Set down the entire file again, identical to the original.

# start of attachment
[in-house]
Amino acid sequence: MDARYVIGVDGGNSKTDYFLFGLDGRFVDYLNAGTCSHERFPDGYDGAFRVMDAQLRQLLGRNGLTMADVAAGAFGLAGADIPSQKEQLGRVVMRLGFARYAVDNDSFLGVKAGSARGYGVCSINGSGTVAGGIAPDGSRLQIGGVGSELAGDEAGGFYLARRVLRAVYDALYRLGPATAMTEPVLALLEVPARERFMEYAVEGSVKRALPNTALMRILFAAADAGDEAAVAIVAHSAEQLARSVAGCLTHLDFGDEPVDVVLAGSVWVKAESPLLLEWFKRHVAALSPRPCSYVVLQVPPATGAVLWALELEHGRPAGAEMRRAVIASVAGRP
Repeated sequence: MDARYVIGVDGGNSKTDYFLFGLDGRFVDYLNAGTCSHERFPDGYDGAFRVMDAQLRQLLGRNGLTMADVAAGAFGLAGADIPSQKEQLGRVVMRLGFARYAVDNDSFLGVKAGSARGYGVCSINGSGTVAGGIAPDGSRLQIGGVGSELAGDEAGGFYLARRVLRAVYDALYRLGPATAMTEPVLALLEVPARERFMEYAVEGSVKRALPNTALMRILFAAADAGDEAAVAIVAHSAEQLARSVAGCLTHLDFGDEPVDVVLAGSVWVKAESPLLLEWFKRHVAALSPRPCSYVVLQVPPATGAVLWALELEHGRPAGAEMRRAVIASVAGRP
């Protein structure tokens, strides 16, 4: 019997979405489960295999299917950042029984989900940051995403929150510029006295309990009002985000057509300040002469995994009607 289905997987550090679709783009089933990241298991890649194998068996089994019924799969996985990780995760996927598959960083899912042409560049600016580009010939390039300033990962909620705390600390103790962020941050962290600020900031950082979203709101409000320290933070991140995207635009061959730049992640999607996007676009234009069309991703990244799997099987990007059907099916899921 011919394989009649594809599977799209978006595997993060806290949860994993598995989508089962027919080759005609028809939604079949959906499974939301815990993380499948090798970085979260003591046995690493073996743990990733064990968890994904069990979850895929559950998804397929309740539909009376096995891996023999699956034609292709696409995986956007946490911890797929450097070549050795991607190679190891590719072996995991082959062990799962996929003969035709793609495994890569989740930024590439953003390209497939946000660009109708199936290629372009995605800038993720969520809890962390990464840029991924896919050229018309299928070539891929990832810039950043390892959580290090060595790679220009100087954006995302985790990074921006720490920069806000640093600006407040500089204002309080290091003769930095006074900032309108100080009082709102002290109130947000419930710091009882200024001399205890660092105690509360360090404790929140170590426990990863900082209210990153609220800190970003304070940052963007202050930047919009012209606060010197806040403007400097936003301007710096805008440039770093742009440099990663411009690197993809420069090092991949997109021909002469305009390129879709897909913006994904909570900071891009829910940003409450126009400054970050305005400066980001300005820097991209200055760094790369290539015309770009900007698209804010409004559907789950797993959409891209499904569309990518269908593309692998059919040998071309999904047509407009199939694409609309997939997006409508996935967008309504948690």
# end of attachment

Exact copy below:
[in-house]
Amino acid sequence: MDARYVIGVDGGNSKTDYFLFGLDGRFVDYLNAGTCSHERFPDGYDGAFRVMDAQLRQLLGRNGLTMADVAAGAFGLAGADIPSQKEQLGRVVMRLGFARYAVDNDSFLGVKAGSARGYGVCSINGSGTVAGGIAPDGSRLQIGGVGSELAGDEAGGFYLARRVLRAVYDALYRLGPATAMTEPVLALLEVPARERFMEYAVEGSVKRALPNTALMRILFAAADAGDEAAVAIVAHSAEQLARSVAGCLTHLDFGDEPVDVVLAGSVWVKAESPLLLEWFKRHVAALSPRPCSYVVLQVPPATGAVLWALELEHGRPAGAEMRRAVIASVAGRP
Repeated sequence: MDARYVIGVDGGNSKTDYFLFGLDGRFVDYLNAGTCSHERFPDGYDGAFRVMDAQLRQLLGRNGLTMADVAAGAFGLAGADIPSQKEQLGRVVMRLGFARYAVDNDSFLGVKAGSARGYGVCSINGSGTVAGGIAPDGSRLQIGGVGSELAGDEAGGFYLARRVLRAVYDALYRLGPATAMTEPVLALLEVPARERFMEYAVEGSVKRALPNTALMRILFAAADAGDEAAVAIVAHSAEQLARSVAGCLTHLDFGDEPVDVVLAGSVWVKAESPLLLEWFKRHVAALSPRPCSYVVLQVPPATGAVLWALELEHGRPAGAEMRRAVIASVAGRP
């Protein structure tokens, strides 16, 4: 019997979405489960295999299917950042029984989900940051995403929150510029006295309990009002985000057509300040002469995994009607 289905997987550090679709783009089933990241298991890649194998068996089994019924799969996985990780995760996927598959960083899912042409560049600016580009010939390039300033990962909620705390600390103790962020941050962290600020900031950082979203709101409000320290933070991140995207635009061959730049992640999607996007676009234009069309991703990244799997099987990007059907099916899921 011919394989009649594809599977799209978006595997993060806290949860994993598995989508089962027919080759005609028809939604079949959906499974939301815990993380499948090798970085979260003591046995690493073996743990990733064990968890994904069990979850895929559950998804397929309740539909009376096995891996023999699956034609292709696409995986956007946490911890797929450097070549050795991607190679190891590719072996995991082959062990799962996929003969035709793609495994890569989740930024590439953003390209497939946000660009109708199936290629372009995605800038993720969520809890962390990464840029991924896919050229018309299928070539891929990832810039950043390892959580290090060595790679220009100087954006995302985790990074921006720490920069806000640093600006407040500089204002309080290091003769930095006074900032309108100080009082709102002290109130947000419930710091009882200024001399205890660092105690509360360090404790929140170590426990990863900082209210990153609220800190970003304070940052963007202050930047919009012209606060010197806040403007400097936003301007710096805008440039770093742009440099990663411009690197993809420069090092991949997109021909002469305009390129879709897909913006994904909570900071891009829910940003409450126009400054970050305005400066980001300005820097991209200055760094790369290539015309770009900007698209804010409004559907789950797993959409891209499904569309990518269908593309692998059919040998071309999904047509407009199939694409609309997939997006409508996935967008309504948690």